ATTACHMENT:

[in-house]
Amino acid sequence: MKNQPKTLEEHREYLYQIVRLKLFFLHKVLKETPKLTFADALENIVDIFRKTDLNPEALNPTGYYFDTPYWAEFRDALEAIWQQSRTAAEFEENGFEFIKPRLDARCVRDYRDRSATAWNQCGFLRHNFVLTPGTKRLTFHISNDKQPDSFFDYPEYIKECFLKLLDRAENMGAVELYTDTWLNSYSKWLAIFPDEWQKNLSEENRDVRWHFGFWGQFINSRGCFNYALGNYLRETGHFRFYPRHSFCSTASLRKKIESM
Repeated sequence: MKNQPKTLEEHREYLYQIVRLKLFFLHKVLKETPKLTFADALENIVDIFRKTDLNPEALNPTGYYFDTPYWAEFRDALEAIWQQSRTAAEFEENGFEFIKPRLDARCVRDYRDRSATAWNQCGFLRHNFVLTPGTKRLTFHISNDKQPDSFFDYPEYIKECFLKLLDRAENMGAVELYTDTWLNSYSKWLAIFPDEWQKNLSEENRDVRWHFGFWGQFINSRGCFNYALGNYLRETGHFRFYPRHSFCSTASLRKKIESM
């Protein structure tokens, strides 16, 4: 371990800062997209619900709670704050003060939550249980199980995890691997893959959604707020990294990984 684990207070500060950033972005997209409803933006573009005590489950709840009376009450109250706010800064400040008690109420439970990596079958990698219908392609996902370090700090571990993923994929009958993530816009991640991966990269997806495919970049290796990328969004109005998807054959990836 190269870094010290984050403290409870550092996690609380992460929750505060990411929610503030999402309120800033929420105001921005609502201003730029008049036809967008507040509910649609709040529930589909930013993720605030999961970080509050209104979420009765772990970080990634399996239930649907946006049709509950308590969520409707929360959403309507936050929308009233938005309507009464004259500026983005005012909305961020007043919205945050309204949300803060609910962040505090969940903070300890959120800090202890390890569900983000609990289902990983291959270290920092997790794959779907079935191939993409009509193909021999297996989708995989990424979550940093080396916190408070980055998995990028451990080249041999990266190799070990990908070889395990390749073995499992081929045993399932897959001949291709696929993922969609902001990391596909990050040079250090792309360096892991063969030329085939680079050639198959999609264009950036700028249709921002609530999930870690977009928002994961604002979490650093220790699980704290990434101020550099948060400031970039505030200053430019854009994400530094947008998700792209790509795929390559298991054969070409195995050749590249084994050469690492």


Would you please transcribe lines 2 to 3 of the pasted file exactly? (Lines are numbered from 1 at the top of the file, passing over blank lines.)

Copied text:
Amino acid sequence: MKNQPKTLEEHREYLYQIVRLKLFFLHKVLKETPKLTFADALENIVDIFRKTDLNPEALNPTGYYFDTPYWAEFRDALEAIWQQSRTAAEFEENGFEFIKPRLDARCVRDYRDRSATAWNQCGFLRHNFVLTPGTKRLTFHISNDKQPDSFFDYPEYIKECFLKLLDRAENMGAVELYTDTWLNSYSKWLAIFPDEWQKNLSEENRDVRWHFGFWGQFINSRGCFNYALGNYLRETGHFRFYPRHSFCSTASLRKKIESM
Repeated sequence: MKNQPKTLEEHREYLYQIVRLKLFFLHKVLKETPKLTFADALENIVDIFRKTDLNPEALNPTGYYFDTPYWAEFRDALEAIWQQSRTAAEFEENGFEFIKPRLDARCVRDYRDRSATAWNQCGFLRHNFVLTPGTKRLTFHISNDKQPDSFFDYPEYIKECFLKLLDRAENMGAVELYTDTWLNSYSKWLAIFPDEWQKNLSEENRDVRWHFGFWGQFINSRGCFNYALGNYLRETGHFRFYPRHSFCSTASLRKKIESM